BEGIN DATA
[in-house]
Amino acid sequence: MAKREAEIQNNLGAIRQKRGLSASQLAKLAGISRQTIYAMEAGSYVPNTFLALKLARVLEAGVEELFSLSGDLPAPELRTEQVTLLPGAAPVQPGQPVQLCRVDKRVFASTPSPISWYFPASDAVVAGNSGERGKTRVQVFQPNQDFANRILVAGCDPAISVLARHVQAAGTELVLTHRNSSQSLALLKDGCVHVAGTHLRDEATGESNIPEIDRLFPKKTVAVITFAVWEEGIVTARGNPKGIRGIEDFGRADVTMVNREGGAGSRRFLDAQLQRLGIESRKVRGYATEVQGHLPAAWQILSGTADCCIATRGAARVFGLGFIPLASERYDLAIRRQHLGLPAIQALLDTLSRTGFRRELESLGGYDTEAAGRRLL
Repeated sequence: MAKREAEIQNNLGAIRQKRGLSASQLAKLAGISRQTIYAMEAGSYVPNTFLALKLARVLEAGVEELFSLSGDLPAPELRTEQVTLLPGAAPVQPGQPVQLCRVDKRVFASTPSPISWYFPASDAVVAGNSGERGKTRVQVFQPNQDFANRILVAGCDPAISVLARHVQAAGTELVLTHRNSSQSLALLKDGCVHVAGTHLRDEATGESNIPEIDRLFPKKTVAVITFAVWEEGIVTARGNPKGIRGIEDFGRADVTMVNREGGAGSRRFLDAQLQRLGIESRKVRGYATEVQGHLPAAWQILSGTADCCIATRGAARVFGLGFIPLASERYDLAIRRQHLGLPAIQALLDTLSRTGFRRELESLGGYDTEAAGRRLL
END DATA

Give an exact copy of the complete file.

[in-house]
Amino acid sequence: MAKREAEIQNNLGAIRQKRGLSASQLAKLAGISRQTIYAMEAGSYVPNTFLALKLARVLEAGVEELFSLSGDLPAPELRTEQVTLLPGAAPVQPGQPVQLCRVDKRVFASTPSPISWYFPASDAVVAGNSGERGKTRVQVFQPNQDFANRILVAGCDPAISVLARHVQAAGTELVLTHRNSSQSLALLKDGCVHVAGTHLRDEATGESNIPEIDRLFPKKTVAVITFAVWEEGIVTARGNPKGIRGIEDFGRADVTMVNREGGAGSRRFLDAQLQRLGIESRKVRGYATEVQGHLPAAWQILSGTADCCIATRGAARVFGLGFIPLASERYDLAIRRQHLGLPAIQALLDTLSRTGFRRELESLGGYDTEAAGRRLL
Repeated sequence: MAKREAEIQNNLGAIRQKRGLSASQLAKLAGISRQTIYAMEAGSYVPNTFLALKLARVLEAGVEELFSLSGDLPAPELRTEQVTLLPGAAPVQPGQPVQLCRVDKRVFASTPSPISWYFPASDAVVAGNSGERGKTRVQVFQPNQDFANRILVAGCDPAISVLARHVQAAGTELVLTHRNSSQSLALLKDGCVHVAGTHLRDEATGESNIPEIDRLFPKKTVAVITFAVWEEGIVTARGNPKGIRGIEDFGRADVTMVNREGGAGSRRFLDAQLQRLGIESRKVRGYATEVQGHLPAAWQILSGTADCCIATRGAARVFGLGFIPLASERYDLAIRRQHLGLPAIQALLDTLSRTGFRRELESLGGYDTEAAGRRLL